Bradley Amesse is sturdily measured and authoritative in his role as Titanic Capt. E.J. Smith, while Tanner Hamlin puts every ounce of energy he possesses into his role as bandmaster Wallace Hartley. And Daniel McKinnon, consigned to the more minor role of Harold Bride, the ship’s radio operator, telegraphs a firm command of his talents.

From media call on Sept. 17
Jack Crim and Lauren Gillis, both Grade 12 students at H.B. Beal Secondary School, portray second-class passengers Edgar and Alice Beane. Photo by Whitney South

This High School Project is ambitious and daring. It was a bold choice. Unlike many previous HSPs, this one has no signature tune, no song that patrons will walk out humming, and no ending that satisfyingly resolves any of the sub-plots within. The iceberg ends all. But this cast and crew meet those challenges without blinking. These students are ambitious, zealous and in firm possession of a story that is both inspiring and tragic — a success for director Andrew Tribe.

There is another layer to this production too. With the show’s run coinciding (inadvertently) with the global climate strike, the comparisons between the Titanic and the fate of Planet Earth are easily apparent. The students on stage will be forced to live through whatever climate legacy the rest of us leave them. Questions about the course we’ve set for the planet; the impacts of our carelessness, negligence and even recklessness; the impending collisions between our dreams and natural science; and whether there’s still time to change course, avoiding a cataclysm ahead — all of these come into focus. They are questions begging for answers, raised by a hard-working cast for whom some future consequence is already inescapable.

For another take on this show, see London Free Press journalist Dan Brown’s review here.

Belonging, revisited

On the eve of its new season, London Symphonia has posted a superb video from its concert titled Belonging: A Journey of Longing and Discovery, performed at Talbot Street Church in London, Ont., on Feb. 2. The segment runs a generous one hour and 11 minutes.

The concert featured London poet Najwa Zebian, with songstress Maryem Tollar and London Symphonia players, in a performance that blended Najwa’s poetry and texts with music by Léo Delibes, Astor Piazolla, original Arabic-influence songs by Tollar and Yalla Tnam Rima, a traditional Lebanese lullaby. Zebian and Tollar collaborated with London Symphonia composer-in-residence Scott Good to create a new song, titled Phoenix Rising, as part of the larger piece.

Conducted by pianist Good, the ensemble consisted of violinists Joseph Lanza and Andrew Chung, violist Marie-Eve Lessard, cellist Christine Newland, bassist Fil Stasiak, flutist Liesel Deppe, clarinetist Marie Johnson and percussionist Graham Hargrove.

Titanic The Musical prepares to set sail

In the spring of 2016, as Grand Theatre artistic director Susan Ferley was concluding her tenure, I asked Ottawa-based theatre writer Patrick Langston about the yardsticks by which ADs should be measured. What makes theatre ADs successful and how should we evaluate their contributions to their theatres and communities?

The resulting column listed a number of Langston’s criteria; among them, whether the AD had managed to develop “local theatre makers” (actors, designers, technicians, playwrights), especially young people, who could reinvigorate the local theatre community.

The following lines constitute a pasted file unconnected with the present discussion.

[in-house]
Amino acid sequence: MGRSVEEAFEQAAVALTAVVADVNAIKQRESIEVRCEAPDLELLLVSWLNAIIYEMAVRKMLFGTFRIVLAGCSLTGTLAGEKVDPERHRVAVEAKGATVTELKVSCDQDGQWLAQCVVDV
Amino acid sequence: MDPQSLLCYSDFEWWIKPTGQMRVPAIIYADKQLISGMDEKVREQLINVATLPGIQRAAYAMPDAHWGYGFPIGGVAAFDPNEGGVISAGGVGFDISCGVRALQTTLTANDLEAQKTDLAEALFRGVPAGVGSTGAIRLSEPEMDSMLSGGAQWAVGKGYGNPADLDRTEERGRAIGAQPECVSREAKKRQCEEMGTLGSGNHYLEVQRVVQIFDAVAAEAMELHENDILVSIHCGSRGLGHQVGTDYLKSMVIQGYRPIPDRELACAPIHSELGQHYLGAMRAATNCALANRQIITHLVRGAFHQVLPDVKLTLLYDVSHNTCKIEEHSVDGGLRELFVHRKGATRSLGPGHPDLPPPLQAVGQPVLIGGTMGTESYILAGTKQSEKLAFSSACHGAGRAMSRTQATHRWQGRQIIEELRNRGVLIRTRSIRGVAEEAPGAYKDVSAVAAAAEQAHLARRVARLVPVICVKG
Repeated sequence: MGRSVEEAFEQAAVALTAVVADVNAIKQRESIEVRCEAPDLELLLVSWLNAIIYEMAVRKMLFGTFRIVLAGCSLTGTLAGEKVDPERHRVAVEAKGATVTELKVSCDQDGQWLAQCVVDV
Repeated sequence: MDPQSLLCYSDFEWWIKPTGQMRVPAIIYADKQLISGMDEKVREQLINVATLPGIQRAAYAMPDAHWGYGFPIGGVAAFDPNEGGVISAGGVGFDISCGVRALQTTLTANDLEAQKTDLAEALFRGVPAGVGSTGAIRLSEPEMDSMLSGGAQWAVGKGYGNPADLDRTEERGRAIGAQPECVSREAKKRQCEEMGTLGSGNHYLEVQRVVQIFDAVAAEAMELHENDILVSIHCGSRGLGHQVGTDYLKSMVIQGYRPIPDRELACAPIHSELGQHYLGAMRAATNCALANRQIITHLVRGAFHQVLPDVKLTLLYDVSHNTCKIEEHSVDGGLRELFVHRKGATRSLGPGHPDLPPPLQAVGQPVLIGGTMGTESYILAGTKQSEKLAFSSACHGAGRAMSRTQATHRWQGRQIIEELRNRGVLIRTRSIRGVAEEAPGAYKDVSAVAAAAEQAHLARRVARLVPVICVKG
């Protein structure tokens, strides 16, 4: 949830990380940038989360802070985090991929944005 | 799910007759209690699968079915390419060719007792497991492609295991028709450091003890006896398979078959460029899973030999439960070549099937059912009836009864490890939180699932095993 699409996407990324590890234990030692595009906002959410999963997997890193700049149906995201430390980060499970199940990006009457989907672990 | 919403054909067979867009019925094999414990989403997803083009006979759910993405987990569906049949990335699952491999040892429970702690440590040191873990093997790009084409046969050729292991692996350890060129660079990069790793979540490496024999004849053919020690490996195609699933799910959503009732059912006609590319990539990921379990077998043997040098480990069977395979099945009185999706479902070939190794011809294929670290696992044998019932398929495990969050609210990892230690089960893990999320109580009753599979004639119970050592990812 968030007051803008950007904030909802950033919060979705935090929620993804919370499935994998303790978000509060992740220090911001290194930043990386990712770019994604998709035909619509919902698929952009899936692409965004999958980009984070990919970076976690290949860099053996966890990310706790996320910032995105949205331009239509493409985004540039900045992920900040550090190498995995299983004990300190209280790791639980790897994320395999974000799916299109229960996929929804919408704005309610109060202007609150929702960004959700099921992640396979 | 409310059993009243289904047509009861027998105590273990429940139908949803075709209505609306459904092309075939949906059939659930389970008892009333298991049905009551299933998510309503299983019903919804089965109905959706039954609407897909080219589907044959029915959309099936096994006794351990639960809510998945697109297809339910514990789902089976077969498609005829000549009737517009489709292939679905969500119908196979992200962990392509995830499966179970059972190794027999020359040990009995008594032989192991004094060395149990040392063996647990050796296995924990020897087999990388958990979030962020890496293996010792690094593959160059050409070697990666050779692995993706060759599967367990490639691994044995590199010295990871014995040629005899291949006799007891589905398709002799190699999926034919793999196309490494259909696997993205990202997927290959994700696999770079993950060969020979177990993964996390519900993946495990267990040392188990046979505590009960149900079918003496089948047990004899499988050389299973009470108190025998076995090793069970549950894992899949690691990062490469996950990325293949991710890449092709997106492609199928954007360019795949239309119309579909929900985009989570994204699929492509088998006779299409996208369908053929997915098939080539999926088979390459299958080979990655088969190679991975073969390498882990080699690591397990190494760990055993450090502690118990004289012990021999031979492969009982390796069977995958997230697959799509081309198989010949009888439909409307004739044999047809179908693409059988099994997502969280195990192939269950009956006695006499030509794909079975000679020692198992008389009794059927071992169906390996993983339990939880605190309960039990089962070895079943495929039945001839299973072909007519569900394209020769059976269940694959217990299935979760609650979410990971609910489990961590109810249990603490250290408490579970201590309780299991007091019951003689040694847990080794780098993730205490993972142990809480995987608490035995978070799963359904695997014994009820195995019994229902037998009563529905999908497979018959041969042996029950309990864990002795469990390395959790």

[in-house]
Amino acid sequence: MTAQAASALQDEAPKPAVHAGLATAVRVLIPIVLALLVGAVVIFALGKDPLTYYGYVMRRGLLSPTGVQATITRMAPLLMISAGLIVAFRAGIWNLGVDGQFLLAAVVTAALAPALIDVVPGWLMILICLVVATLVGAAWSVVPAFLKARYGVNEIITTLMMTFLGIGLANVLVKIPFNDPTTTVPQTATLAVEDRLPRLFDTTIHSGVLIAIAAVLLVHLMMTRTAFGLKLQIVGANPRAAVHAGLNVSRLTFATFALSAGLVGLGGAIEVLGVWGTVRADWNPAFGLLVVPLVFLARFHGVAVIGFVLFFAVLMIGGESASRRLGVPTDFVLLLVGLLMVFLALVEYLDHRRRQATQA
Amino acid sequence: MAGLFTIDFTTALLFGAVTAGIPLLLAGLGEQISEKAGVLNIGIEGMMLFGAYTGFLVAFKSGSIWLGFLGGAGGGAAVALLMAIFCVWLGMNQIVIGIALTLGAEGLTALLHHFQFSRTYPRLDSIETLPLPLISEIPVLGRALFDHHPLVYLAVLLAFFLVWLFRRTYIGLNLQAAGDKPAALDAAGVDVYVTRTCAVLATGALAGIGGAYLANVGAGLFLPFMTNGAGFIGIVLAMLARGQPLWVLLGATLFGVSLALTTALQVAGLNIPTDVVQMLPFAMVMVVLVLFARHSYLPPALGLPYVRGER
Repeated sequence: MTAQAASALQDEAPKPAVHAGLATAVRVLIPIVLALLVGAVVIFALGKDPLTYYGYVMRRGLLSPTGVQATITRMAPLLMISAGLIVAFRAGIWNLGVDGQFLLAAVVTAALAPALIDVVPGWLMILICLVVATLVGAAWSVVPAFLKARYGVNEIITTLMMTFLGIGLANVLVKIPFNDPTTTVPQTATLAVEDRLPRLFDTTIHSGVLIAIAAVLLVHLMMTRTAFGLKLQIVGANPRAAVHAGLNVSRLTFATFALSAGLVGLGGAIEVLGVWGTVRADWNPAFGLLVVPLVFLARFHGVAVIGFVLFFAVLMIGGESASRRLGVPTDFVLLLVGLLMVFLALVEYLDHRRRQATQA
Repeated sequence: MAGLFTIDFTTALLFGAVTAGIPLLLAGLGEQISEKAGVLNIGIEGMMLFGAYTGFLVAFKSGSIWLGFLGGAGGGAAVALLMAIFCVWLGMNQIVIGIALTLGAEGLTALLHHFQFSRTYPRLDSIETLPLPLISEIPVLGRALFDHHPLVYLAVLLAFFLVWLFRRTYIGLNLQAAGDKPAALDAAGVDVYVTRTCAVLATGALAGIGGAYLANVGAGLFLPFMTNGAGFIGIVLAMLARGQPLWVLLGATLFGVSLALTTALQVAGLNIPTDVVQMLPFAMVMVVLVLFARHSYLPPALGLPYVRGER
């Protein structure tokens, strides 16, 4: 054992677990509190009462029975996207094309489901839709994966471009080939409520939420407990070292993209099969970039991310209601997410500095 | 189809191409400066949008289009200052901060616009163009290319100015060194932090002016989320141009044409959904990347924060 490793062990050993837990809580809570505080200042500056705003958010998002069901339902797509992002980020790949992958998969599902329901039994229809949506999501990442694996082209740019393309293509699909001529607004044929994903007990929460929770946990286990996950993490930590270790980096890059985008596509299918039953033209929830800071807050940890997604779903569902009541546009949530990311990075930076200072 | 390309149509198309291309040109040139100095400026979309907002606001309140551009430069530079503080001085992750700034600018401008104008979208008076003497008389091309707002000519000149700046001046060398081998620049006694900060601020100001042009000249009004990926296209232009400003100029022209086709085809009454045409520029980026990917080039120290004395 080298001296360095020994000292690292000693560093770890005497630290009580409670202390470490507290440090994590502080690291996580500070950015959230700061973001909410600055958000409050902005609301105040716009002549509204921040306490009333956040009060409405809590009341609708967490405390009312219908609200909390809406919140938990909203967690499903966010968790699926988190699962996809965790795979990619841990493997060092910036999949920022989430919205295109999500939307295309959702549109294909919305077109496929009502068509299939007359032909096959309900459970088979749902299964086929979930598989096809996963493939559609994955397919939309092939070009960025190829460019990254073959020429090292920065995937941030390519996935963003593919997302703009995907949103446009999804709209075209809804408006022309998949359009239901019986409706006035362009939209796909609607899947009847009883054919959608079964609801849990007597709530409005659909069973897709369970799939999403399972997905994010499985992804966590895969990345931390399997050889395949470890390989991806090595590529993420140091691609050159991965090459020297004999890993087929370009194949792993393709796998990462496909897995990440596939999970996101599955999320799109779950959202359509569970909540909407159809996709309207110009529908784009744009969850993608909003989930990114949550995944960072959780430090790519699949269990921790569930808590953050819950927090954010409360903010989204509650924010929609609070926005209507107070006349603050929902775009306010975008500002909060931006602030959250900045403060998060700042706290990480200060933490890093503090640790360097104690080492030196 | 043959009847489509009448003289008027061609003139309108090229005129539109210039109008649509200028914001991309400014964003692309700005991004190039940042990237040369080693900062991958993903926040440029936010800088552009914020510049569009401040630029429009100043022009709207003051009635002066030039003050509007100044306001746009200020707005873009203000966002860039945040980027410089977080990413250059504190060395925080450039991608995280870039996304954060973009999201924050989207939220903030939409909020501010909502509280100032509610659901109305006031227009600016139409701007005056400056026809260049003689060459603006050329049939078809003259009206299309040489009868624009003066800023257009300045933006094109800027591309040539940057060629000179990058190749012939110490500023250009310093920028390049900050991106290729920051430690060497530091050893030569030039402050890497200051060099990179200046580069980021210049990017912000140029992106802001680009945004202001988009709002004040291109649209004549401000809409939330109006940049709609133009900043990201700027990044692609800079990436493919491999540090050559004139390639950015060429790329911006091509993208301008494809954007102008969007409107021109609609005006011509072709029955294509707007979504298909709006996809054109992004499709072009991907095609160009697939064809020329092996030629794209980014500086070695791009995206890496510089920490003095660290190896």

Over the course of 34 productions spanning 21 years, the Grand Theatre’s primary tool for achieving that goal has been the High School Project. Launched by Michael Shamata and nurtured by successive ADs Kelly Handarek, Ferley and Dennis Garnhum, the HSP has grown steadily in popularity and reach.

Like many previous productions, this year’s HSP is a formidable challenge. Titanic: The Musical premiered on Broadway in 1997, winning all five Tony Awards for which it was nominated, and has since toured worldwide. Like its namesake, it is a monumental piece of work that will pose a significant challenge to the 50 students in the cast, supported by another 20 students in production positions. The students come from 12 different schools within the Thames Valley District School Board and the London District Catholic School Board. One student is home-schooled. By far the largest plurality of students (30!) hails from H.B. Beal Secondary School.

Illustrates blog post
Cast members of the 2019 High School Project appear at a media call for Titanic The Musical, on Sept. 17, 2019. Photo by Whitney South

Titanic: The Musical officially opens at the Grand Theatre on Sept. 20 and runs through Sept. 28. It’s directed by Londoner Andrew Tribe, best known for his work as artistic director at Original Kids Theatre. Check back later for a brief review. A link to The London Free Press’s advancer on the show is here.

Previous HSP productions:
1998: West Side Story (May 7-16; Michael Shamata, director)
1999: A Midsummer Night’s Dream (May 14-22; Michael Shamata, director)
2000: Guys and Dolls (April 28-May 6; Kelly Handarek, director)
2001: Hello, Dolly! (April 10-22; Kelly Handarek, director)
2002: Oliver! (April 3-14; Susan Ferley, director)
2003: The Music Man (April 8-20; Susan Ferley, director)
2004: Fiddler on the Roof (April 14-25; Susan Ferley, director)
2005: Oklahoma! (April 5-17; Campbell Smith, director); The Sound of Music (Sept. 27-Oct. 9; Susan Ferley, director)
2006: Twelfth Night (April 4-8; Susan Ferley, director); West Side Story (Sept. 13-30; Susan Ferley, director)
2007: Romeo and Juliet (April 17-21; Susan Ferley, director); Les Misérables, School Edition (Sept. 25-Oct. 6; Susan Ferley, director)
2008: Listen to the Wind (April 15-19; Andrea Boys, director); The Pirates of Penzance (Sept. 23-Oct. 4; Susan Ferley, director)
2009: As You Like It (May 5-9; Lee Wilson, director); Grease (Sept. 22-Oct. 3; Susan Ferley, director)
2010: Macbeth (April 6-10; Heather Davies, director); Anything Goes (Sept. 21-Oct. 2; Heather Davies, director)
2011: The Odyssey (April 5-9; Jeremy Smith, director); Footloose (Sept. 20-Oct. 1; Heather Davies, director)
2012: A Midsummer Night’s Dream (April 24-28; Jeremy Smith, director); My Fair Lady (Sept. 17-28; Susan Ferley, director)
2013: The Taming of the Shrew (April 23-27; Jack Grinhaus, director); Legally Blonde (Sept. 17-28; Susan Ferley, director)
2014: The Importance of Being Earnest (April 22-26; Jamie Dunsdon, director); The Addams Family: A New Musical (Sept. 16-27; Susan Ferley, director)
2015: Much Ado About Nothing (April 21-25; Krista Jackson, director); Hello, Dolly! (Sept. 22-Oct. 3; Susan Ferley, director)
2016: Julius Caesar (April 12-16; Megan Watson, director); Les Misérables, School Edition (Sept. 20-Oct. 1; Susan Ferley, director)
2017: Shakespeare: The Mixtape (April 6-8; Megan Watson, director); Evita (Sept. 19-30; Jan Alexandra Smith, director)
2018: Prom Queen: The Musical (Sept. 18-29; Dennis Garnhum, director)